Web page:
Friday, June 13, 2008

A First Nation apology to Japan

In 1942, Minister of Munitions and Supply C.D. Howe re-opened a uranium mine at Great Bear Lake to supply uranium for the World War II atomic bomb program. Although the dangers of working with uranium were known at the time, no one in the government saw fit to inform the Dene First Nation of Sahtu, the Sahtugot'ine, who were hired to work the mine in Port Radium. After 20 years of unknowingly polluting their freshwater resource and irradiating themselves, the Sahtugot'ine workers started to die from lung, colon, and kidney cancers. They lost a generation :

"Deline is practically a village of widows, most of the men who worked as laborers have died of some form of cancer. The widows, who are traditional women, were left to raise their families with no breadwinners, supporters. They were left to depend on welfare and other young men for their traditional food source.
This village of young men are the first generation of men in the history of Dene on this lake to grow up without guidance from their grandfathers, fathers and uncles. This cultural, economic, spiritual, emotional deprivation impact on the community is a threat to the survival of the one and only tribe on Great Bear Lake."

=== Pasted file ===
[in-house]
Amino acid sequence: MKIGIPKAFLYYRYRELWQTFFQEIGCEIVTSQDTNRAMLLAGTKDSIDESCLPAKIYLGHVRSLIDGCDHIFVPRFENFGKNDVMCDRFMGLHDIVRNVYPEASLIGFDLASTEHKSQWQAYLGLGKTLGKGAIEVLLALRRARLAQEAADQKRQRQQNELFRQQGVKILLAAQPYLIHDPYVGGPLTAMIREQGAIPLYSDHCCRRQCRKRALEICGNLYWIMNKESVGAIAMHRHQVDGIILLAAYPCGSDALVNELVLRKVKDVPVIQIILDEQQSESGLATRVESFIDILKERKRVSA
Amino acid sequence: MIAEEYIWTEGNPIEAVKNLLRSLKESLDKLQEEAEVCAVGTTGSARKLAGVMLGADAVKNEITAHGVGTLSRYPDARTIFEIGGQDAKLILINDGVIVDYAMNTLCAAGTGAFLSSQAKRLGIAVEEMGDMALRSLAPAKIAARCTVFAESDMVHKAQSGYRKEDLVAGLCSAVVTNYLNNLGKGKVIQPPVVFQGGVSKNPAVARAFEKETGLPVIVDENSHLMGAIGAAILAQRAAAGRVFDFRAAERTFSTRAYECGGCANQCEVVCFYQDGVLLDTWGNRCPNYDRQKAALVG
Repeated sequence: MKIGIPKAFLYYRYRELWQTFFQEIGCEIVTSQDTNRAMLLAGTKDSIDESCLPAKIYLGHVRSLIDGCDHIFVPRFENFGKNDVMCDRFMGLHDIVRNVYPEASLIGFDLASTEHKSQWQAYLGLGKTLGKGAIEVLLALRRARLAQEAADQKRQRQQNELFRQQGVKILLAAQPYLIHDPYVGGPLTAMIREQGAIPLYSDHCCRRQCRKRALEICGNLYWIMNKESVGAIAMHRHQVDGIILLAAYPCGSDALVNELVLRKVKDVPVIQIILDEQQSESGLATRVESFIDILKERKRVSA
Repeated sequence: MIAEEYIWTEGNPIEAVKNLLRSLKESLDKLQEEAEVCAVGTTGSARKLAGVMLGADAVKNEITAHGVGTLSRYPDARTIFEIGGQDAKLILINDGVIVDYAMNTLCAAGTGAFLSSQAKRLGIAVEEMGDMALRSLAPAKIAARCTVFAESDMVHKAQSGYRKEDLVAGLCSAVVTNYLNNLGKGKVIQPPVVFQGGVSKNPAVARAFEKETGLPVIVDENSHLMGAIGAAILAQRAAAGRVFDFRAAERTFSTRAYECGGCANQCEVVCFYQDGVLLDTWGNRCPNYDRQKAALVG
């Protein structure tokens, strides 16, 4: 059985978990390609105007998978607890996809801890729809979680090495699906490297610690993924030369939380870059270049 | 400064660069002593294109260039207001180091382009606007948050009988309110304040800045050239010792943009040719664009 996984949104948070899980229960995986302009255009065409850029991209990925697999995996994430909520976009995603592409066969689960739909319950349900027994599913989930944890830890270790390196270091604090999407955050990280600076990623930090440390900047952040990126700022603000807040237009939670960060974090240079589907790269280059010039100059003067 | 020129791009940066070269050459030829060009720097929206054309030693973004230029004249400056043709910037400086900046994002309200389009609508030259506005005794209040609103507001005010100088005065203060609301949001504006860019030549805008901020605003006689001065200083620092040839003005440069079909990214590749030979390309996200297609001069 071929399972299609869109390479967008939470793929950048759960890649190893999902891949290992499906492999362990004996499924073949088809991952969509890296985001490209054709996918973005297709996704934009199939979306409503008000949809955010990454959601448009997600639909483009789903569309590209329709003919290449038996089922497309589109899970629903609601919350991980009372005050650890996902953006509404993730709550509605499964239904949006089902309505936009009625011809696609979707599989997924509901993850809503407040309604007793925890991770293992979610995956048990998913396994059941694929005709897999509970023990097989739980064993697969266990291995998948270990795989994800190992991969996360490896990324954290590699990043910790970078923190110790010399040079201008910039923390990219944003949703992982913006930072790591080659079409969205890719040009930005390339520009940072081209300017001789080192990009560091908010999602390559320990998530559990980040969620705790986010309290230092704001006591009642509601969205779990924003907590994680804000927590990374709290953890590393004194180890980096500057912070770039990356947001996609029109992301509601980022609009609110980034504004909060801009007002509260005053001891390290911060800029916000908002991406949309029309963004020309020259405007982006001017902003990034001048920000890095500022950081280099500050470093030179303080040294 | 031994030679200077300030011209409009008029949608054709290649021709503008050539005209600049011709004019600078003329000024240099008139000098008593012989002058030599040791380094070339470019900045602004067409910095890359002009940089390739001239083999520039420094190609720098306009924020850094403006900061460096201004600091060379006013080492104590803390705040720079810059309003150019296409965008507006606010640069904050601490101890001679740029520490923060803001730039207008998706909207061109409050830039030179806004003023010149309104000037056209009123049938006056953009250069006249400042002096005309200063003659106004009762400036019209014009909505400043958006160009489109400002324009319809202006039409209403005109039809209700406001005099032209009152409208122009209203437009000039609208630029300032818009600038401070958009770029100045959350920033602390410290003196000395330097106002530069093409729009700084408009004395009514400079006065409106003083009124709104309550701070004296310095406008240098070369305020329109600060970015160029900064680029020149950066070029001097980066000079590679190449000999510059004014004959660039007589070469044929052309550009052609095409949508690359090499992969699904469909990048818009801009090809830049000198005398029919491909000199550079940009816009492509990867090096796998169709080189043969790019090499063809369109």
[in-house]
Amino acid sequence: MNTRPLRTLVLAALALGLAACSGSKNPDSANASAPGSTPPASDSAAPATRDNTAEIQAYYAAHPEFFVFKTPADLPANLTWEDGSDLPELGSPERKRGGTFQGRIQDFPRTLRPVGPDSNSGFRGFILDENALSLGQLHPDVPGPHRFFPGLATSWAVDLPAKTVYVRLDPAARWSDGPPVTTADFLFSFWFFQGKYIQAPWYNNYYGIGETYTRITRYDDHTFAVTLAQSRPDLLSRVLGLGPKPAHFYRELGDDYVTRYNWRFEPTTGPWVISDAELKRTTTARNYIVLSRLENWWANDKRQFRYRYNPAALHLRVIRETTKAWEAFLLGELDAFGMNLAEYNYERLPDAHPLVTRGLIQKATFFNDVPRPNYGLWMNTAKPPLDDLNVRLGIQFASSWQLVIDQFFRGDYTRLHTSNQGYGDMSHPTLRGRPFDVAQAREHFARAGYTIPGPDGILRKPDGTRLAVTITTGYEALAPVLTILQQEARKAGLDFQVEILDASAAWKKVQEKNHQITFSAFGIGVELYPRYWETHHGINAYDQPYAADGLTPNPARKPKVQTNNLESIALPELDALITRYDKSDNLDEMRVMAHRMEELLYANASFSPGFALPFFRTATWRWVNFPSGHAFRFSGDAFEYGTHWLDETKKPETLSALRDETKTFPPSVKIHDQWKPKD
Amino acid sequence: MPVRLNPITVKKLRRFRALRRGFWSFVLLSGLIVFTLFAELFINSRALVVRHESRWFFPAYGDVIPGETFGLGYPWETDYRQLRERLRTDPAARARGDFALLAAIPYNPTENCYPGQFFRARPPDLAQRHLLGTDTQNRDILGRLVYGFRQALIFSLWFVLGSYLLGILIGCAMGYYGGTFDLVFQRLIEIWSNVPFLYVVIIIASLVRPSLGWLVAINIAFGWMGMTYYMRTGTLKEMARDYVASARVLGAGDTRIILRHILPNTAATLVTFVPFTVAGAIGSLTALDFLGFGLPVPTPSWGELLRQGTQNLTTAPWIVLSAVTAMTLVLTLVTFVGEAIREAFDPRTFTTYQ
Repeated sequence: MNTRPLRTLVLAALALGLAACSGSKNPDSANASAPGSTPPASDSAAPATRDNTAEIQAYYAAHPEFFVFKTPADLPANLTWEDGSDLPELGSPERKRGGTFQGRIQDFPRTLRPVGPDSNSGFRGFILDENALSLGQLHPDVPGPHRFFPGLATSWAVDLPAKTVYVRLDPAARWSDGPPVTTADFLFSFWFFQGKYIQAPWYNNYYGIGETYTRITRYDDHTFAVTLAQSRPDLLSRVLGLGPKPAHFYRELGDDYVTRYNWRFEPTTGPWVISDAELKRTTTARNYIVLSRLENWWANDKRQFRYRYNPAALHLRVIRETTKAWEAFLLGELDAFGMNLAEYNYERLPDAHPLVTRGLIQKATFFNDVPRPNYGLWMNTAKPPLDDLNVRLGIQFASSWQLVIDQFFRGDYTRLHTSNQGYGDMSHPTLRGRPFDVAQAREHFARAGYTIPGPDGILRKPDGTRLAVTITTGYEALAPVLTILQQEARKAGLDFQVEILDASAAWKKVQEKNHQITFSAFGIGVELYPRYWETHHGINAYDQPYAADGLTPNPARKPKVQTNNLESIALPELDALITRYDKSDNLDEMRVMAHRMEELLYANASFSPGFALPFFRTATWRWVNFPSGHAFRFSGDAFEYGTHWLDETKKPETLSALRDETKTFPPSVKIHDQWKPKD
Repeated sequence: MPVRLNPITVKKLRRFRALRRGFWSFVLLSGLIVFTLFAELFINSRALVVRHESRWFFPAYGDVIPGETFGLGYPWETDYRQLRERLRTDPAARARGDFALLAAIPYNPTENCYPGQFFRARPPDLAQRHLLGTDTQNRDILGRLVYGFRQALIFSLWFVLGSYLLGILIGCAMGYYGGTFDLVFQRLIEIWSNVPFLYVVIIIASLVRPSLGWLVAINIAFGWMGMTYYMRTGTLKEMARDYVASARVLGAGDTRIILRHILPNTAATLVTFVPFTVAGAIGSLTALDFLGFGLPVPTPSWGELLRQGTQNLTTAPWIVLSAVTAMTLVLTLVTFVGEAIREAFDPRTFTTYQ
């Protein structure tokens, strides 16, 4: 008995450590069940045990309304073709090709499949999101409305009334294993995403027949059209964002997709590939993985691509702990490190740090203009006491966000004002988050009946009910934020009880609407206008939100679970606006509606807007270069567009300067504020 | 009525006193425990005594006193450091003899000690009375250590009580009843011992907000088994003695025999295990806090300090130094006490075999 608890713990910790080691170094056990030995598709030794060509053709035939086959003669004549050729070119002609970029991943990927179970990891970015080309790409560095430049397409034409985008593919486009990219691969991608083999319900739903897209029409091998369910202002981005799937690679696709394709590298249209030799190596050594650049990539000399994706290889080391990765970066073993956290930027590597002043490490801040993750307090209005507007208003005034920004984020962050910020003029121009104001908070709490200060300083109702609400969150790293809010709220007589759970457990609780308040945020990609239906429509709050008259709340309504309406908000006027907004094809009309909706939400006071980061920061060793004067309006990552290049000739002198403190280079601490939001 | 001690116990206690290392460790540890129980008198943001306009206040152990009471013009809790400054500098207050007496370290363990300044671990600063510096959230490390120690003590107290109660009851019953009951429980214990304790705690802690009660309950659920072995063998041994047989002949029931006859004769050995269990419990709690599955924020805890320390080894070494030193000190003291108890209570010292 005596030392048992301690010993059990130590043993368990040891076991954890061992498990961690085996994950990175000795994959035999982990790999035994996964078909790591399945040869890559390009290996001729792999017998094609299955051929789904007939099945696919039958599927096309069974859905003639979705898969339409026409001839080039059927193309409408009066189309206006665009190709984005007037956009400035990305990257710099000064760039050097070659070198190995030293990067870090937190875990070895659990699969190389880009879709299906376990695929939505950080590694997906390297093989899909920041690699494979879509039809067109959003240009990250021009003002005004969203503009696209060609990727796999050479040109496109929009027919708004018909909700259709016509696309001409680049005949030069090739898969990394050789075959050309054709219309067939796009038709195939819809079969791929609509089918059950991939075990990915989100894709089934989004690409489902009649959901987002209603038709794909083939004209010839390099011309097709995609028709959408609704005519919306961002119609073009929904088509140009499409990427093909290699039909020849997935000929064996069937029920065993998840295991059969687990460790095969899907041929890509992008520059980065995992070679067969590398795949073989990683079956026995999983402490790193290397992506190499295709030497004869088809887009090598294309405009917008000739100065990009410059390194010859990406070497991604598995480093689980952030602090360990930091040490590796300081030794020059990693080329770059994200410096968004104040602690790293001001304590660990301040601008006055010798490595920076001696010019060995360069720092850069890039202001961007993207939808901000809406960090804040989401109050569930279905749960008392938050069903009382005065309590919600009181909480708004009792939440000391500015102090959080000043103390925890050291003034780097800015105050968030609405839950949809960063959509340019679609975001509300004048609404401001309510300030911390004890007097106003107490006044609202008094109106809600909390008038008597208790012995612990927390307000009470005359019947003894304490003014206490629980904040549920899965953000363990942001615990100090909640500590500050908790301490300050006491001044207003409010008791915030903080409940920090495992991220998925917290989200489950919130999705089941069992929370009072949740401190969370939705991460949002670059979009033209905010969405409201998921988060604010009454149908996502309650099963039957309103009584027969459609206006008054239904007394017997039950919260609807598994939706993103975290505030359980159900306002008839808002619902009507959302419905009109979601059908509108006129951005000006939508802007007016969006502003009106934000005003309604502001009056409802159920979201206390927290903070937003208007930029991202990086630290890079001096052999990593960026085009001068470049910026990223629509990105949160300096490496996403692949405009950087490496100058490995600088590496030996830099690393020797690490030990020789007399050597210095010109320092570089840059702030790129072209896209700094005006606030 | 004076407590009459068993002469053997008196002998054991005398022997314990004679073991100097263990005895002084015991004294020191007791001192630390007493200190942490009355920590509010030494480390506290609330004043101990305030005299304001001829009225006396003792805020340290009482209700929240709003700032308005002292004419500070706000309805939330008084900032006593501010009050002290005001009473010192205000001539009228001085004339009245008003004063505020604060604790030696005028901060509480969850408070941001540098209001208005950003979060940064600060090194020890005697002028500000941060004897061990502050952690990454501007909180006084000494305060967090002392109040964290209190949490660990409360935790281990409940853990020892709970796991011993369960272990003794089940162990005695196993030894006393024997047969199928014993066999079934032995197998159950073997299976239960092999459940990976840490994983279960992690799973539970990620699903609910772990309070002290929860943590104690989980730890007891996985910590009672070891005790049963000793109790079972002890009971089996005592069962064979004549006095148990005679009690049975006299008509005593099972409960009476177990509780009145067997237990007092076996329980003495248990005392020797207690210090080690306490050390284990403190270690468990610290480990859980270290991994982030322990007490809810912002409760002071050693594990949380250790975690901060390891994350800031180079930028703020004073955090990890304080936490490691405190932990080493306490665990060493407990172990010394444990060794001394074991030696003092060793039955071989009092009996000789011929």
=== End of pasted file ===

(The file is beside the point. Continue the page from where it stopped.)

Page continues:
As this Dominion article states : "The Sahtugot'ine were sacrificed for an effort that ultimately slaughtered hundreds of thousands.

On 6 August 1945, B-29 bomber Enola Gay dropped Fat Man on Hiroshima, a city of 343,000, killing 100,000 people immediately and leveling the city.
In 1998, six members of the Sahtugot'ine went to Japan to commemorate the victims of the atomic bombing of Hiroshima and Nagasaki, an atrocity that some Sahtugot'ine unwittingly had a hand in, a role they now regret."

Six Sahtogot'ine survivors, victims of the same atomic program that levelled Hiroshima, went to Japan to commemorate their complicity in an atrocity they hadn't known they had contributed to at the time. That's what grown-ups do when confronted with an unintended consequence of their actions. Perhaps those currently weaselling against the PM's apology to the First Nations on our behalf - I didn't do it! It was along time ago! - would like to consider how their argument stacks up compared to the First Nation apology to Japanese victims.

With thanks to Waterbaby for the Dominion article.

1 comment:

Anonymous said...

Not only Great Bear Lake .... there is a trail of radio active sites all down the Athabasca River even into Fort McMurray. (where some of the contaminated soil was used for landfill for housing developments).

A researcher of the Atomic Energy Commission found an old barge used to transport the pitchblend on the shore of Lake Athabasca in Fort Chip in 1990. Children were playing in the rusty relic ....

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